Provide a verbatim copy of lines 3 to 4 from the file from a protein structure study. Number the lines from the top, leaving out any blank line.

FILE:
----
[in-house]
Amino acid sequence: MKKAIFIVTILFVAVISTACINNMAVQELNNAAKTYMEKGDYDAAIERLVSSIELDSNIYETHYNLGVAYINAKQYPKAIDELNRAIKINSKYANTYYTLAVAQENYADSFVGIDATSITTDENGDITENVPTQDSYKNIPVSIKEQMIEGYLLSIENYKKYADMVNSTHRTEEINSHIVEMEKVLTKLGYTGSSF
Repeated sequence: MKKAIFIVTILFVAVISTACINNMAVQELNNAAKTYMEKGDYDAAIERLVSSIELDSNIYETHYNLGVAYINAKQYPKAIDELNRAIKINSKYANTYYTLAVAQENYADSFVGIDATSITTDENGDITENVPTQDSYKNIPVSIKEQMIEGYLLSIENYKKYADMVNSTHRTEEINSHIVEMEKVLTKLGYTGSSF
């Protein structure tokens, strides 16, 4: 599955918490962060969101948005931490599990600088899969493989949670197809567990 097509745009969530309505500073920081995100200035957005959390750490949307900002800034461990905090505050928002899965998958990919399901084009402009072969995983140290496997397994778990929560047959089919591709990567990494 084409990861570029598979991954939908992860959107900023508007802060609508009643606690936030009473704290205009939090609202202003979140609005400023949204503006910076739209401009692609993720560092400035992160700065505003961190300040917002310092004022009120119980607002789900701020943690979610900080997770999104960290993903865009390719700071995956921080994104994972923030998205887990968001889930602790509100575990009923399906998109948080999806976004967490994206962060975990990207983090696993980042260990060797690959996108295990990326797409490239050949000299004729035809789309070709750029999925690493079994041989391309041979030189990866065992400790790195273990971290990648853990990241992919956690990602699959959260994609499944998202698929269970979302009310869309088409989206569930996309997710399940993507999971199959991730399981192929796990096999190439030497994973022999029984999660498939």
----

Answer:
Repeated sequence: MKKAIFIVTILFVAVISTACINNMAVQELNNAAKTYMEKGDYDAAIERLVSSIELDSNIYETHYNLGVAYINAKQYPKAIDELNRAIKINSKYANTYYTLAVAQENYADSFVGIDATSITTDENGDITENVPTQDSYKNIPVSIKEQMIEGYLLSIENYKKYADMVNSTHRTEEINSHIVEMEKVLTKLGYTGSSF
């Protein structure tokens, strides 16, 4: 599955918490962060969101948005931490599990600088899969493989949670197809567990 097509745009969530309505500073920081995100200035957005959390750490949307900002800034461990905090505050928002899965998958990919399901084009402009072969995983140290496997397994778990929560047959089919591709990567990494 084409990861570029598979991954939908992860959107900023508007802060609508009643606690936030009473704290205009939090609202202003979140609005400023949204503006910076739209401009692609993720560092400035992160700065505003961190300040917002310092004022009120119980607002789900701020943690979610900080997770999104960290993903865009390719700071995956921080994104994972923030998205887990968001889930602790509100575990009923399906998109948080999806976004967490994206962060975990990207983090696993980042260990060797690959996108295990990326797409490239050949000299004729035809789309070709750029999925690493079994041989391309041979030189990866065992400790790195273990971290990648853990990241992919956690990602699959959260994609499944998202698929269970979302009310869309088409989206569930996309997710399940993507999971199959991730399981192929796990096999190439030497994973022999029984999660498939």